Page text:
How to Understand the Rental Market in Chicago

As with any free market the forces of supply and demand control the market. In Chicago leasing we have two types of properties: Institutionally owned apartments (typical large rental buildings) and privately owned condos. As a Realtor it is very easy for me to track the data of privately owned condo rentals since the majority are reported real time on the MLS. From experience, I also find privately owned condos a much better indicator of the health and stability of the rental market. The reason for this is that an individual owner is affected much quicker and greater by changes in supply and demand than a hedge fund that may own a 500 unit building. Here is an example:

If a single owner has a unit up for rent for $2,000/mo and it is vacant for 2 months, this is $4,000 in lost income which equates to 16.67% decrease in their yearly revenue.

If an apartment building that has 500 units and 5% are vacant for 2 months, this would only equate to a loss of 10% of their yearly revenue.

An individual owner wants to get money as quickly as possible because they may only have 1 or 2 units. If the individual owner lowers her rent by 10% it only affects that individual unit or others in the building; but what does she care? She doesn’t care if other units in the building lower their rents to compete with her, she only cares that her unit is rented quickly. Whereas if an apartment building started to lower rents on 25units out of 500, the lower rent may become the new “standard” for that building putting the rest of their revenue at risk.  A 500 unit building has a vested interest in leaving a unit vacant for an additional month and foregoing current cash-flows in order to keep rents in that building at a certain level. The loss of cash today will be made up tomorrow.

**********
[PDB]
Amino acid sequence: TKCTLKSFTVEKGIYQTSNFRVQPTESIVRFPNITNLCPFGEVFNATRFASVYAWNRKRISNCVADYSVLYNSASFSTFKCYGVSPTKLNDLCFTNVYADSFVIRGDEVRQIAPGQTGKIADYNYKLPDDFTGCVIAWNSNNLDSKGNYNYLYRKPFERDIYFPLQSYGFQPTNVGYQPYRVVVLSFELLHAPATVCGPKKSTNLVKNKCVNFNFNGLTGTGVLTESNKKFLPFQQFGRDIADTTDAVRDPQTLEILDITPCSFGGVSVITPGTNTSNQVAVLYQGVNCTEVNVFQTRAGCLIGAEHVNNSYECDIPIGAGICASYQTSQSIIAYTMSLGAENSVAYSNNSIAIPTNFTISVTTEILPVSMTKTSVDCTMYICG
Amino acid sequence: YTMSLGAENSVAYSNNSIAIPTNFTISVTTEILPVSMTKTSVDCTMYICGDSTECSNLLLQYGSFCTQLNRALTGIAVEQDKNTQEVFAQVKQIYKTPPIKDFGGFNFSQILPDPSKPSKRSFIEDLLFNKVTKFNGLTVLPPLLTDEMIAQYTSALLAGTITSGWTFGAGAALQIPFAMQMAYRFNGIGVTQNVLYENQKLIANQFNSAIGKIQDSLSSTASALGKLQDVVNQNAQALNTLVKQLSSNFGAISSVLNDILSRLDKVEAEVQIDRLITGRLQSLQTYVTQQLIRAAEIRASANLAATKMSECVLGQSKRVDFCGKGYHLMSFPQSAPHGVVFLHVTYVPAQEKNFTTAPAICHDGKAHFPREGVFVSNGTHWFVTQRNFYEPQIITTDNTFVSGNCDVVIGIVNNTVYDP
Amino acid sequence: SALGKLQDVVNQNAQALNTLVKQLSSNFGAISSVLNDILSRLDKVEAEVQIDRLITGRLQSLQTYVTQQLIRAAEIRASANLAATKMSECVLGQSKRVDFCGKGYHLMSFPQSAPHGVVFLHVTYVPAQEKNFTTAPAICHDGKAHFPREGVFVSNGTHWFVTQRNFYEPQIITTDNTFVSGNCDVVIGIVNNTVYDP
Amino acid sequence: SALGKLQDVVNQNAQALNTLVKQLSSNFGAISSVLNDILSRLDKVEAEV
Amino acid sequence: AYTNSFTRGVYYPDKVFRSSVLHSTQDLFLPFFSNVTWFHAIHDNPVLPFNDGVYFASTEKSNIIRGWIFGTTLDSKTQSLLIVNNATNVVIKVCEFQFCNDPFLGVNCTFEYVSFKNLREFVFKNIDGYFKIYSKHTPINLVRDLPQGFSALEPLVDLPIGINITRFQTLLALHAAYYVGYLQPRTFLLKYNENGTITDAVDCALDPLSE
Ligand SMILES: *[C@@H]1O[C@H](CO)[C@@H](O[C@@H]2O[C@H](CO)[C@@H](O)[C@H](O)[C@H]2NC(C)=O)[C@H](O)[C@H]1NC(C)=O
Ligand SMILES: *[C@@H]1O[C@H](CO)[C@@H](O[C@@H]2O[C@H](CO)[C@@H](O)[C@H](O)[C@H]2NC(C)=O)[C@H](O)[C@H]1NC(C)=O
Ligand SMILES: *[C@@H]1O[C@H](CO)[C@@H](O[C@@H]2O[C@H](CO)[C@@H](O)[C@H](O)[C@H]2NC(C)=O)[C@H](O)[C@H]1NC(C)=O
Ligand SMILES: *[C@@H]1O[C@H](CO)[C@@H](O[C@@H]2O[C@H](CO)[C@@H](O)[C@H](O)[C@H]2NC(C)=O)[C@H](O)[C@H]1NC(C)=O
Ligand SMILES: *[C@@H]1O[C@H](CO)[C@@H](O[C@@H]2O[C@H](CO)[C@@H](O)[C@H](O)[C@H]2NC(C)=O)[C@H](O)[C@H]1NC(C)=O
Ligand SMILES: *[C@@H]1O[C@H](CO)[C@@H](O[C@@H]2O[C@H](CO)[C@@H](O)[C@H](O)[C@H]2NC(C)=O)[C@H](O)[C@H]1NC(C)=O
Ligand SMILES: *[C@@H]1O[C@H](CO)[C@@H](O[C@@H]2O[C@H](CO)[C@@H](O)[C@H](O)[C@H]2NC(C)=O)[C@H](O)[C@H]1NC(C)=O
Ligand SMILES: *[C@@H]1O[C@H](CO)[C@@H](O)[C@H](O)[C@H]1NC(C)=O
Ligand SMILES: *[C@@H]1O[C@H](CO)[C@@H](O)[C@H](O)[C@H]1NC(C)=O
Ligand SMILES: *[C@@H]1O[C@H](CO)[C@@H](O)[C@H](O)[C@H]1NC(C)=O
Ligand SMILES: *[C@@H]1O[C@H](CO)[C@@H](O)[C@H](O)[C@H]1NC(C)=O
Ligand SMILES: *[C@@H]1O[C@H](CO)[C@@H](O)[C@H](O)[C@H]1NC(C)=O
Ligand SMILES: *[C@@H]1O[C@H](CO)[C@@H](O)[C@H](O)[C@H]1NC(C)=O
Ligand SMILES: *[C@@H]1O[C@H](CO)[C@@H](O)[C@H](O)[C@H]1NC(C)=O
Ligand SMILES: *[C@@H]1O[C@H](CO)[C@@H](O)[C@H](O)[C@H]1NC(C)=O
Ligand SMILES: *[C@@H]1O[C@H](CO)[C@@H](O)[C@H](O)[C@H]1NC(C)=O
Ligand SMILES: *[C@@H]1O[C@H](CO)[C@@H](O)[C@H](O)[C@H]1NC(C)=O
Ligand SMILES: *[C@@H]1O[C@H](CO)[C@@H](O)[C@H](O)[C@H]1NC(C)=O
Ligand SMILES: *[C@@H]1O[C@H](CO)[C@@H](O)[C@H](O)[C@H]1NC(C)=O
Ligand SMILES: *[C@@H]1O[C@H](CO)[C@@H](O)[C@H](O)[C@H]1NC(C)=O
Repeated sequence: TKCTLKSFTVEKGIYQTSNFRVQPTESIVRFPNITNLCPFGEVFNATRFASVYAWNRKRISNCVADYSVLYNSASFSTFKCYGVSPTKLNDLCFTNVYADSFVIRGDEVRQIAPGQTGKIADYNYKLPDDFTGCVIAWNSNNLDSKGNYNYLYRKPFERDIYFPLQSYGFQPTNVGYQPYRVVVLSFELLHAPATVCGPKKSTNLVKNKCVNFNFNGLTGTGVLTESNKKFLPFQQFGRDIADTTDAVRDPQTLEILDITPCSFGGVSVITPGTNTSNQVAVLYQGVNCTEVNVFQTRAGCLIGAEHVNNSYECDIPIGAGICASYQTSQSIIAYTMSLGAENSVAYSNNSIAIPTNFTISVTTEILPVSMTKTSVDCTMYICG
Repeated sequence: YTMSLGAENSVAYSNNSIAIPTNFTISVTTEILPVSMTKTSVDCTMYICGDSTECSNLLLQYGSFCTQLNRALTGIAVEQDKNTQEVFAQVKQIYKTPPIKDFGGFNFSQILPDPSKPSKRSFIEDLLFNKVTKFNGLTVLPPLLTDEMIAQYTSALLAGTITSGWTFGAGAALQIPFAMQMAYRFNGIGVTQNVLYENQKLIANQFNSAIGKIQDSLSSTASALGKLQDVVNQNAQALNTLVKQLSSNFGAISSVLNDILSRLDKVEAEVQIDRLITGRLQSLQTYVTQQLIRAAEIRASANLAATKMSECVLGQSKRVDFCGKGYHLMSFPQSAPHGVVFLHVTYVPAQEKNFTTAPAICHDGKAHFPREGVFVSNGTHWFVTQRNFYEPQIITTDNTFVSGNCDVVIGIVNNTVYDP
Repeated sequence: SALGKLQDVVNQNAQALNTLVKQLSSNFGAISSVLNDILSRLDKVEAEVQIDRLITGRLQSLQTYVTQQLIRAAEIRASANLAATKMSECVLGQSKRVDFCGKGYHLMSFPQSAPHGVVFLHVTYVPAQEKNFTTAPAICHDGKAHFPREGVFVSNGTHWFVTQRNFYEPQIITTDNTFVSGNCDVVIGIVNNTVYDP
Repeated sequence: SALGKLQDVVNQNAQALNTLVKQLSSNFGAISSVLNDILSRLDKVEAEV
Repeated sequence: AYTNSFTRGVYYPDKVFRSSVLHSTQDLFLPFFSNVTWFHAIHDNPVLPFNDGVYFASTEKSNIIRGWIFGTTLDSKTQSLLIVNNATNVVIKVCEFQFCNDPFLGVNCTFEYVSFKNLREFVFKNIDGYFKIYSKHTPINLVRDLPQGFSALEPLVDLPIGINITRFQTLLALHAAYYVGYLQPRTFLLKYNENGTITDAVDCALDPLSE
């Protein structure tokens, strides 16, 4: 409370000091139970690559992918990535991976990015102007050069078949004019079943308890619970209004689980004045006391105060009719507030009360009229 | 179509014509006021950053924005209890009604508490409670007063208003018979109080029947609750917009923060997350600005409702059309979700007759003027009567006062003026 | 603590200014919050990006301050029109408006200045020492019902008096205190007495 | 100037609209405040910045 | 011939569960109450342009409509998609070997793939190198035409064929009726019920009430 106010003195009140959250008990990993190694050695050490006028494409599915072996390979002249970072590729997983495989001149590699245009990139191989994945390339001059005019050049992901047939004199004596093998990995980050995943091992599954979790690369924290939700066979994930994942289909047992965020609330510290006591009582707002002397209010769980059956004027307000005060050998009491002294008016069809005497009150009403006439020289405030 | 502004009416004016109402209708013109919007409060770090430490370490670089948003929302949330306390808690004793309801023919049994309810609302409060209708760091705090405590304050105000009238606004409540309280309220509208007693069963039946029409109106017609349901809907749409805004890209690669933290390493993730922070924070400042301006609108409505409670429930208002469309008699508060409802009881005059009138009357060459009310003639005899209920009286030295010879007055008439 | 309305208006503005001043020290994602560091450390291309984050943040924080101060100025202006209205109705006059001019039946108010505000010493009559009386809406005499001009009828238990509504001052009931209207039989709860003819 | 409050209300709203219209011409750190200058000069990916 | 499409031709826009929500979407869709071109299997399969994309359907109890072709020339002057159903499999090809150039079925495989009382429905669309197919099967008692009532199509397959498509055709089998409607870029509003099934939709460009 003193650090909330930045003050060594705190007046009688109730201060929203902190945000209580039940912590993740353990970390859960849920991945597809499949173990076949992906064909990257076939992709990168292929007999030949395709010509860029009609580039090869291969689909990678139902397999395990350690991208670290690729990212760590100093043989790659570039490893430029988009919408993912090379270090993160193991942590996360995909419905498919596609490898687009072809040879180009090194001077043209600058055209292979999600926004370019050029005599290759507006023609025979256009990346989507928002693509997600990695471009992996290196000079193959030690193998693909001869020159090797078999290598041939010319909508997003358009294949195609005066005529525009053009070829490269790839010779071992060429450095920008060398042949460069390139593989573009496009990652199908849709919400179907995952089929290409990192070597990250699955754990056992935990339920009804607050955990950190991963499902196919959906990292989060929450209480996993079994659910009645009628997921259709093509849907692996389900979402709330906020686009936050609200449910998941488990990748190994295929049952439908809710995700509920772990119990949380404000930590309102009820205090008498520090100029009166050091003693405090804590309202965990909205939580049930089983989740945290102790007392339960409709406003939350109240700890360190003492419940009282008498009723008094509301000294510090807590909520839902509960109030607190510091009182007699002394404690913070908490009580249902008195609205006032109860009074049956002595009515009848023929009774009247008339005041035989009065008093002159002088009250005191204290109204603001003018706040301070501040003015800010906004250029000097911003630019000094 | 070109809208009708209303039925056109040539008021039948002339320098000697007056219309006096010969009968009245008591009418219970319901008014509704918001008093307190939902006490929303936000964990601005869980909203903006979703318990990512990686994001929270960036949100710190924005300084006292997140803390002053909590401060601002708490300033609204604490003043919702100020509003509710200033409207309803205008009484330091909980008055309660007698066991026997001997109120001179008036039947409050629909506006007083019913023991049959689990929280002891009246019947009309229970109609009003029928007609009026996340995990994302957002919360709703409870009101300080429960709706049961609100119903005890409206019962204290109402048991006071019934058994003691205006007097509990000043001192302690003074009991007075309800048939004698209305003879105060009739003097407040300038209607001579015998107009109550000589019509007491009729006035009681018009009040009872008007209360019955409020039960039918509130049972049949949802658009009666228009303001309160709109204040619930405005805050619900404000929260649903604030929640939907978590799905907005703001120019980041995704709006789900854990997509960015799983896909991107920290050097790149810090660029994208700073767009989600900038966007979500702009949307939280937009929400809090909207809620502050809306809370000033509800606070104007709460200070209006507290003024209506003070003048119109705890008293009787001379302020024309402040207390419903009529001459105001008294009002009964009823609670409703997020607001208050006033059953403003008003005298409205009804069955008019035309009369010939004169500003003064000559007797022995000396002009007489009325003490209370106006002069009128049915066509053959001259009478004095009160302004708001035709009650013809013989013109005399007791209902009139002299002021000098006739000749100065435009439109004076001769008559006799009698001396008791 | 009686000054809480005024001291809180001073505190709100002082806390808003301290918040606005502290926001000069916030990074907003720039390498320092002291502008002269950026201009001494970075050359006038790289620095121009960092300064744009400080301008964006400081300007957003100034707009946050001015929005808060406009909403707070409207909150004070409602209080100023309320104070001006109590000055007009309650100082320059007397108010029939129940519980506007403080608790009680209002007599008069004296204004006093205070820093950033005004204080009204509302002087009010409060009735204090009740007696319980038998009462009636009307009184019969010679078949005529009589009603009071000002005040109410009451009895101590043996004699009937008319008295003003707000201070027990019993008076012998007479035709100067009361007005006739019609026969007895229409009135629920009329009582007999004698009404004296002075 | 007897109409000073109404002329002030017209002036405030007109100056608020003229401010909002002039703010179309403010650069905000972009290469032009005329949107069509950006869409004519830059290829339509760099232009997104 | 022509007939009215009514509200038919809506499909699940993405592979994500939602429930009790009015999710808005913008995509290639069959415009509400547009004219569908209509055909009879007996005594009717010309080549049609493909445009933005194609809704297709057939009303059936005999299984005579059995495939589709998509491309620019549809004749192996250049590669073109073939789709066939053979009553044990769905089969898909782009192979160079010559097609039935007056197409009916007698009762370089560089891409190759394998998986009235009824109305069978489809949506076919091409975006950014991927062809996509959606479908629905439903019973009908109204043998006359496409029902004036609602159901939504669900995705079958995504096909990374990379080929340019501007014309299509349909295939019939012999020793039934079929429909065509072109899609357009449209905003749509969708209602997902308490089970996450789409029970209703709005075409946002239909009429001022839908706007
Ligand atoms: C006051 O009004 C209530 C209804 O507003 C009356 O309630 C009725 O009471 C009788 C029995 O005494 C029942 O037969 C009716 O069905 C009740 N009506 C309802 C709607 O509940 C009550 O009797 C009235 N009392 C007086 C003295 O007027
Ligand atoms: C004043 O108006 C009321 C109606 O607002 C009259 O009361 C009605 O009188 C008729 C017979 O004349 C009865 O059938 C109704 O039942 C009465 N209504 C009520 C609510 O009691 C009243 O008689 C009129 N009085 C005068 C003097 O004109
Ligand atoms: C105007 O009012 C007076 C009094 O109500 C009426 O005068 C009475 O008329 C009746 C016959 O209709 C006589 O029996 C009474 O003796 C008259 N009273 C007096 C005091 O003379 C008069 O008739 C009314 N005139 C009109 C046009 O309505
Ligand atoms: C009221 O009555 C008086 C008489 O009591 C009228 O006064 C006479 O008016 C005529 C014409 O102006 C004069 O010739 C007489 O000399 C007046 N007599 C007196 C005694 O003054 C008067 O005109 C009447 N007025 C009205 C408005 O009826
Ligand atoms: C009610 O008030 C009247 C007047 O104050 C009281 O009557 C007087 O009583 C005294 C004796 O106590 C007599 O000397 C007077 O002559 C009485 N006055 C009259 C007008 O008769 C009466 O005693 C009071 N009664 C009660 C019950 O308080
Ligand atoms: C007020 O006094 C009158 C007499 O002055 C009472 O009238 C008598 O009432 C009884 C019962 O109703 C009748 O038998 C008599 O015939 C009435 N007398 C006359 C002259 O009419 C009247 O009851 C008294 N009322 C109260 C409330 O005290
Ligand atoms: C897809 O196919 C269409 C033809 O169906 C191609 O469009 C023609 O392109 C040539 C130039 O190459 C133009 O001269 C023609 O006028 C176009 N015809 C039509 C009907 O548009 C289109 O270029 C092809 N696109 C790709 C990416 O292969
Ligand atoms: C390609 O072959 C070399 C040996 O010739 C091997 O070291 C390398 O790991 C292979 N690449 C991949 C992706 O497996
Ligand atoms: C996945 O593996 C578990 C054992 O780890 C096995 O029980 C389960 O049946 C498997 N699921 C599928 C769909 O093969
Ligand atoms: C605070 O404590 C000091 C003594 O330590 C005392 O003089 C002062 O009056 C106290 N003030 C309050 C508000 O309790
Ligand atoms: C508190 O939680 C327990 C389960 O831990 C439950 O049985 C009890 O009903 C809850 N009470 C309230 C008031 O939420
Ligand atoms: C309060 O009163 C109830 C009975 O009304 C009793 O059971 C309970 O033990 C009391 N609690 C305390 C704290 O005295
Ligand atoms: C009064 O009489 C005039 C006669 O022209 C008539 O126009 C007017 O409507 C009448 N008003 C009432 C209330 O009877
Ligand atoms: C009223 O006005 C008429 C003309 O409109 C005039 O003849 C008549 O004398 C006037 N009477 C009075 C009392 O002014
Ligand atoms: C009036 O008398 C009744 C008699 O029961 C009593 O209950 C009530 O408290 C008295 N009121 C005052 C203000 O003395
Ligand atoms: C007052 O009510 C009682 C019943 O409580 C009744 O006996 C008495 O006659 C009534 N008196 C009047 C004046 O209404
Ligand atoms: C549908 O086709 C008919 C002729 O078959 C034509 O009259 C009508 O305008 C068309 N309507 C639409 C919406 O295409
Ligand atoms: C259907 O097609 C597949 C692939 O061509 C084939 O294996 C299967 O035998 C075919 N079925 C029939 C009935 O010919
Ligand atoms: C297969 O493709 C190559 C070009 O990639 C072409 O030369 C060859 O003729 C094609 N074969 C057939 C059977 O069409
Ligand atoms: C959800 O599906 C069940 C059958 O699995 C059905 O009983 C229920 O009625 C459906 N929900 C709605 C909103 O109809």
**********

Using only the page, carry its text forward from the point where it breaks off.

It is for this reason above why I find the individual condo market a LEADING indicator of the rental market versus the institutionally owned apartments which I consider a lagging indicator.

Soon to be posted, on the Rental Statistics tab will be my comparison of 2011 rental data by neighborhood versus 2010. I have compared a full year of data by unit size using number of bedrooms. I have eliminated  any listings on the market for over 150days as well as any listings that were never on the market for rent and only placed on the MLS to give MLS credit. Since we cannot verify the true market time for these listings they were not included.

There are 3 stats that will be compared with each neighborhood year over year and they are: Number of Units Rented, Average Market Time, and Average Rent Price. Since I have personally eliminated any “extreme” data I find the average price to be more accurate than the median price.

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